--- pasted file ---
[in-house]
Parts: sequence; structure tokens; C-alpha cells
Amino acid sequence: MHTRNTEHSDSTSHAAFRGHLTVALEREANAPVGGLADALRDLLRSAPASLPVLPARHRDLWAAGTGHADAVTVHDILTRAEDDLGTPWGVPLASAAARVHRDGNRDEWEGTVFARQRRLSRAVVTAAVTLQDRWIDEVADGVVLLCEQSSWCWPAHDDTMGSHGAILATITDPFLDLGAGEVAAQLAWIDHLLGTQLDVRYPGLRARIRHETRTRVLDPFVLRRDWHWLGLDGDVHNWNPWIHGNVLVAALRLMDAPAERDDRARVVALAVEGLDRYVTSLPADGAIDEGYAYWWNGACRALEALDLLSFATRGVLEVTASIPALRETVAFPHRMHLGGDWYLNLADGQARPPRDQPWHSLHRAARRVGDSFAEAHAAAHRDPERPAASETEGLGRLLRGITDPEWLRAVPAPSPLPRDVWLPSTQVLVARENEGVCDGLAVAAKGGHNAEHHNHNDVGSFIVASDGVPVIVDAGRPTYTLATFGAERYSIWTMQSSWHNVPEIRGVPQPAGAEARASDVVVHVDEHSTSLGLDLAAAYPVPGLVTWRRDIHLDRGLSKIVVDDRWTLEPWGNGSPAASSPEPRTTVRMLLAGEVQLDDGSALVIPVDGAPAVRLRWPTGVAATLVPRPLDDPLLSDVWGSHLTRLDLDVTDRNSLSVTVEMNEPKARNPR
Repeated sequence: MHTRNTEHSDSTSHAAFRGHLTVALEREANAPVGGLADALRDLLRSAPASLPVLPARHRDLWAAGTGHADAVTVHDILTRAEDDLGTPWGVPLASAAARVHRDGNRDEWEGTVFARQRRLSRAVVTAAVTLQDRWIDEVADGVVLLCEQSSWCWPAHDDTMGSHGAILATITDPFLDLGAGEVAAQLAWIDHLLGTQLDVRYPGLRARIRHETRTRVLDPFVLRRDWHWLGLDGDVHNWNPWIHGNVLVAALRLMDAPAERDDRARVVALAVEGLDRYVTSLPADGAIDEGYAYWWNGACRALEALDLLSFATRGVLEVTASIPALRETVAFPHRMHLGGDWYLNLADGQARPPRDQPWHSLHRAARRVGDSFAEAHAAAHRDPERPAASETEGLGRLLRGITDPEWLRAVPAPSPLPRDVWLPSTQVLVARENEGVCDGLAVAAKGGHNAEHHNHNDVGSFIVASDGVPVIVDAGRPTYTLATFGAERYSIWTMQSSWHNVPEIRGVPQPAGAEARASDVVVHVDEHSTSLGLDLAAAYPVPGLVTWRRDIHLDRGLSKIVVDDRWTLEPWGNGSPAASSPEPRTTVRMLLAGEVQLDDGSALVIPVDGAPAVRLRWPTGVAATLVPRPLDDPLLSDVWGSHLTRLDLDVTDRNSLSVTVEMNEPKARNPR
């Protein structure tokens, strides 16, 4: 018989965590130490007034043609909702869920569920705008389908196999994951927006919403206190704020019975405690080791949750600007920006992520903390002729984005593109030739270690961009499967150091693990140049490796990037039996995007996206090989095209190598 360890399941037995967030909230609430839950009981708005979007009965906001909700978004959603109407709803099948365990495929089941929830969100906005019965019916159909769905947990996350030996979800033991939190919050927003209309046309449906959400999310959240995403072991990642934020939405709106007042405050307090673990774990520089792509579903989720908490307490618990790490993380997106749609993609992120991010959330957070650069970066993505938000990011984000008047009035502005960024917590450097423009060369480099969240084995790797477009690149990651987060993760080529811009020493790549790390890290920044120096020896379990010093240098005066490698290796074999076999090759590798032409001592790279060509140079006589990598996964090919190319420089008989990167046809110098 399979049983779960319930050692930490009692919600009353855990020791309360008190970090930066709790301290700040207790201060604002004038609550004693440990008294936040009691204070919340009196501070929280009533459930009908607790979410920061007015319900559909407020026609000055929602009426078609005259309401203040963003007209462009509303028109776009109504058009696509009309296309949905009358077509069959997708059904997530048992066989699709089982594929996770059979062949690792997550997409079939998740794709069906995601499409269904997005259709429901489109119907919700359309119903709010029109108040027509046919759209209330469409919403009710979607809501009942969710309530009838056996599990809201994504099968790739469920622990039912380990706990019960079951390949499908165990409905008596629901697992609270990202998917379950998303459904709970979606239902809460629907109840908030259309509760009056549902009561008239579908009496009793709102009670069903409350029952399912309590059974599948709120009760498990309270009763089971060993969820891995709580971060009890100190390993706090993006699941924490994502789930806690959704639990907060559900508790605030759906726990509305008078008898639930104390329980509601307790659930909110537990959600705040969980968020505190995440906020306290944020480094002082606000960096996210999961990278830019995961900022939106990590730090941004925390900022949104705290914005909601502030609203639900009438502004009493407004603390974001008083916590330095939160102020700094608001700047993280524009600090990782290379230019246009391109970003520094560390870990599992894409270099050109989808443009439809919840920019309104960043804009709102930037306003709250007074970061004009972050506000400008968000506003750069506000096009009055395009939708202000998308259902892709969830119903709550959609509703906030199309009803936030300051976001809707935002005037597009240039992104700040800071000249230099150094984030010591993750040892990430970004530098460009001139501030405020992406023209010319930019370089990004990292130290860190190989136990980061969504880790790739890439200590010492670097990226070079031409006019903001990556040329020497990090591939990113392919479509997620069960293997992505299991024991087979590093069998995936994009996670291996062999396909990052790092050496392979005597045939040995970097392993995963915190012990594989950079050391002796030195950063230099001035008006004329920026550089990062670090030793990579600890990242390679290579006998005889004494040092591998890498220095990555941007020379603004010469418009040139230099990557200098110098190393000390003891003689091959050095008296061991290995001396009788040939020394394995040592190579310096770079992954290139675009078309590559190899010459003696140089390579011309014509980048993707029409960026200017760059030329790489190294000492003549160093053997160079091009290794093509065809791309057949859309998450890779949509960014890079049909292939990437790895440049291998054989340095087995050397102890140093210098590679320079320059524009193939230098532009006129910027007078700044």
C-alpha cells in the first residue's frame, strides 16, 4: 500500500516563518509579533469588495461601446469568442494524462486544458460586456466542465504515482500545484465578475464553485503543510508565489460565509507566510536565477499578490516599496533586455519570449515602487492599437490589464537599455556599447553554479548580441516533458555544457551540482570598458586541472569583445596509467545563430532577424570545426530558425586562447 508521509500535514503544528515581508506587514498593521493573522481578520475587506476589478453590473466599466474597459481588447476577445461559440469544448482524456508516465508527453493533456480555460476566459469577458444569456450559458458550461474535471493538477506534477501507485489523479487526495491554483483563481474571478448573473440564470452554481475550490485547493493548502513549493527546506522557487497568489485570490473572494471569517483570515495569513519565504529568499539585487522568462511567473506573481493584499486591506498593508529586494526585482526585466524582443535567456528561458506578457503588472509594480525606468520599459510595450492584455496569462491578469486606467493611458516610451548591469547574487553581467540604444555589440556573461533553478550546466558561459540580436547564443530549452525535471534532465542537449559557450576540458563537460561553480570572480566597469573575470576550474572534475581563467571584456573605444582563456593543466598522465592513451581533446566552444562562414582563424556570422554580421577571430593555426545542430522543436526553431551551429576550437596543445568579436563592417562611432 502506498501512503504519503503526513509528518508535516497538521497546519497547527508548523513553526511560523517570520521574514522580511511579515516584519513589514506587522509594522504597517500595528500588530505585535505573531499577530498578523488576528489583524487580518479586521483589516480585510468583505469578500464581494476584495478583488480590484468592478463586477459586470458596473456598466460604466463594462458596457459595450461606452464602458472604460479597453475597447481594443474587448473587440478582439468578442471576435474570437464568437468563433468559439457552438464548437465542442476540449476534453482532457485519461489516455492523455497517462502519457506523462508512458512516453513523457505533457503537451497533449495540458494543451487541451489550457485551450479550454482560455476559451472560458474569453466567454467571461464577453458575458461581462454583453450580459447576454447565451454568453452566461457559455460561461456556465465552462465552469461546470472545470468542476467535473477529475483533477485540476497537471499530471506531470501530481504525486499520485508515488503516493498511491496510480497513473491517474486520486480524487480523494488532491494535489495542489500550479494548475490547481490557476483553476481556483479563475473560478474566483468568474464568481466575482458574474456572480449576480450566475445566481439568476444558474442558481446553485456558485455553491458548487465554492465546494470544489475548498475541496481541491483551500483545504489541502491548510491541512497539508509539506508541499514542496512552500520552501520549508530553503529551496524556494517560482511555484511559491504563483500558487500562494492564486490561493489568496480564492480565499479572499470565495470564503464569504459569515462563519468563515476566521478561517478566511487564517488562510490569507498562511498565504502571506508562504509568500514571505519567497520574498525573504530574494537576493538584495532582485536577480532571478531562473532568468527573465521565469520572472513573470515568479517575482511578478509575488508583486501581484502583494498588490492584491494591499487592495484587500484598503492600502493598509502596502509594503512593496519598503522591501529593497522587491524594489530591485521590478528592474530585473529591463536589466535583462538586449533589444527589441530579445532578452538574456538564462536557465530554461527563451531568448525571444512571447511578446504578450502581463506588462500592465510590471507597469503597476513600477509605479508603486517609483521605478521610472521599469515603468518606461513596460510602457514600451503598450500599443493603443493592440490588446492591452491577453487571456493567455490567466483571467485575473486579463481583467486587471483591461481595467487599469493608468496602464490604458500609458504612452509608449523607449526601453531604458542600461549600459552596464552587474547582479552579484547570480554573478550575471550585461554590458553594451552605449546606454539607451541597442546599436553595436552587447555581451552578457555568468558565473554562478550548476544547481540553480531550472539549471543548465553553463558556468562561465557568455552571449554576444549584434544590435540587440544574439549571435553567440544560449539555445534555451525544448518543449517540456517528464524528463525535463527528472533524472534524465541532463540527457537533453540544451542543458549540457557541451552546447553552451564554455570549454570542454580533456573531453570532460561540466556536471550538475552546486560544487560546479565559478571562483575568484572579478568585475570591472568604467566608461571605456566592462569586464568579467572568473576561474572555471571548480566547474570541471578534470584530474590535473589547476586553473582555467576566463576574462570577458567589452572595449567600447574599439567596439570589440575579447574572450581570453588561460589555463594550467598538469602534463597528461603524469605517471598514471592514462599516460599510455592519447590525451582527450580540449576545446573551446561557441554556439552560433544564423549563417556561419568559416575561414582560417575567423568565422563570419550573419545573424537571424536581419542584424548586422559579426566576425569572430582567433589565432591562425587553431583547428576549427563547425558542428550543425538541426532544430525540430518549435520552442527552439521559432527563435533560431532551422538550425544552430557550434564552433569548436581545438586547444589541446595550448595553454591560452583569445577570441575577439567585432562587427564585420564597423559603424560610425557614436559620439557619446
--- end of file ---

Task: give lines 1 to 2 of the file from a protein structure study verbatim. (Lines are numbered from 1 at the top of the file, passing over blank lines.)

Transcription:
[in-house]
Parts: sequence; structure tokens; C-alpha cells